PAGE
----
JACKSONVILLE, Fla. – Lender Processing Services’ Mortgage Monitor report showed positive signs for the U.S. housing market in May, with the delinquency rate experiencing its largest year-to-date decrease since 2002 and negative equity loans falling 50 percent year to year, the company announced Monday.
The month’s delinquency rate was 6.08 percent, more than a 15 percent fall from last December and a steeper fall from the national peak in January 2010, though still higher than the rates from 1995 to 2005. Among the most significant factors driving the decline is the shrinking proportion of new problem loans in the housing market: The current rate is 0.73 percent, similar to 2005 and 2006 numbers.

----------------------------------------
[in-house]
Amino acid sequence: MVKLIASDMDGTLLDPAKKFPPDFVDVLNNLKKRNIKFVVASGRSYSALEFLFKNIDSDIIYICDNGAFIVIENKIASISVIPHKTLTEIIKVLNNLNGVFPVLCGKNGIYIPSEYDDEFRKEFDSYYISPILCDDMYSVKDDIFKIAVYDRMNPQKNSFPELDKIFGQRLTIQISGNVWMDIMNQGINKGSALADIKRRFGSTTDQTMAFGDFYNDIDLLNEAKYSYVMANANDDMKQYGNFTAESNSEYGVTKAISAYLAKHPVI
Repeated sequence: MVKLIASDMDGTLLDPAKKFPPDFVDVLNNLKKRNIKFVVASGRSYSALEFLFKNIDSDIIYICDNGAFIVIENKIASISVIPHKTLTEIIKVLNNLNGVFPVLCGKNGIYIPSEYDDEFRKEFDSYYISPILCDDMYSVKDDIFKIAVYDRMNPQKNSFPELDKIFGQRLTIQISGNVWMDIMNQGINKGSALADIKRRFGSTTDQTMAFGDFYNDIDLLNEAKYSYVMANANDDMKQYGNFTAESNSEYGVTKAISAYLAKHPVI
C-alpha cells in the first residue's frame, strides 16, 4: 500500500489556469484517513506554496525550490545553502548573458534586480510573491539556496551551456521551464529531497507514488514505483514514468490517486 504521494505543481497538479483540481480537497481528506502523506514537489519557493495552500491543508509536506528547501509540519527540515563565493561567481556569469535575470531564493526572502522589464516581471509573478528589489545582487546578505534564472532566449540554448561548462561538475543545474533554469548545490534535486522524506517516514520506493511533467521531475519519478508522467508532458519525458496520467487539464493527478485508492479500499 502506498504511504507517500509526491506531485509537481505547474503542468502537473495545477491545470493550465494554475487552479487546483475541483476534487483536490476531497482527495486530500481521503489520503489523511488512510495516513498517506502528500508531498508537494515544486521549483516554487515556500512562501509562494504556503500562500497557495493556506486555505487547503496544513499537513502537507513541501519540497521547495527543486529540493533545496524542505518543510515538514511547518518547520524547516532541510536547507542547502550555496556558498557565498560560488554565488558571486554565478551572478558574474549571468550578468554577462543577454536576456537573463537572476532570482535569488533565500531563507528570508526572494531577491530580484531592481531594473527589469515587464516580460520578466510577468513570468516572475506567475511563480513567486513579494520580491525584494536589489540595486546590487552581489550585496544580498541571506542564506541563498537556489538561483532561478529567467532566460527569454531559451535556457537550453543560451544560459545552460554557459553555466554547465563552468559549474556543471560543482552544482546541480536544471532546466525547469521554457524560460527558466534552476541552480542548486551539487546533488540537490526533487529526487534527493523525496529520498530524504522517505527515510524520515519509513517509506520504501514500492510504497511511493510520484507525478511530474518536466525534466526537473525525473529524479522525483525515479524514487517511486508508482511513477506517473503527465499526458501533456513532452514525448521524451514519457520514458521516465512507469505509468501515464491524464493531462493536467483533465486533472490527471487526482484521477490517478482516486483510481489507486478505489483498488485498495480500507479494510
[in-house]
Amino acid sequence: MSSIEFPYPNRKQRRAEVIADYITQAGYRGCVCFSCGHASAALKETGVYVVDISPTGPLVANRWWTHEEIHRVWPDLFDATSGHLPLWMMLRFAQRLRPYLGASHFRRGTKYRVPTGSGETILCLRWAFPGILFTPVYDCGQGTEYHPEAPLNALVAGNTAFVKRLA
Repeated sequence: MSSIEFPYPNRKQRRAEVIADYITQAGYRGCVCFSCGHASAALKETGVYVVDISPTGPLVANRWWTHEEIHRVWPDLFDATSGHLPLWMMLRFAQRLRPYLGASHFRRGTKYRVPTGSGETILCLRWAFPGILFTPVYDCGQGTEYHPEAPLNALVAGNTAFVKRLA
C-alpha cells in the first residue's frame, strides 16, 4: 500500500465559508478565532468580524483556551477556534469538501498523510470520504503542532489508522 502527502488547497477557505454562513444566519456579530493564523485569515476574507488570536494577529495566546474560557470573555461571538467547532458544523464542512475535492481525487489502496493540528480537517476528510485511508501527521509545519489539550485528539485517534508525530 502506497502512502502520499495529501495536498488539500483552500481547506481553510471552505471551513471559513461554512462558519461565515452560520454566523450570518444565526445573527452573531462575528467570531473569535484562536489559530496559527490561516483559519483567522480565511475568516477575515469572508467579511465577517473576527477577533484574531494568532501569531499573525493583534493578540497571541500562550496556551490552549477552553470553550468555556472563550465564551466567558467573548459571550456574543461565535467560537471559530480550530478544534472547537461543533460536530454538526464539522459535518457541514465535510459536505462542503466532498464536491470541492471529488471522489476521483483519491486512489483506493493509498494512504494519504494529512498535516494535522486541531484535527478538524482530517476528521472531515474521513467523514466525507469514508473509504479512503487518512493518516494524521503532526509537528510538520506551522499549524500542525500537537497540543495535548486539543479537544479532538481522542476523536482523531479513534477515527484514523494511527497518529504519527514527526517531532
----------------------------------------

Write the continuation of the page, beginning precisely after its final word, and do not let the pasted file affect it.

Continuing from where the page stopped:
At the end of the first quarter of 2013, there were 7.3 million underwater loans nationwide, making up less than 15 percent of active loans. Rising home prices are largely responsible for the improvement.
And loan origination rates remained high this spring: There were 835,000 new loans in April, marking a 34.1 percent year-to-year rise. Preliminary data from May indicated that numbers remained strong despite rising interest rates.
The five states with the highest percentage of non-current loans, a measure of delinquencies and foreclosures, were Florida, New Jersey, Mississippi, Nevada and New York.
The strongest housing mortgage markets were in Montana, Alaska, Wyoming, South Dakota and North Dakota.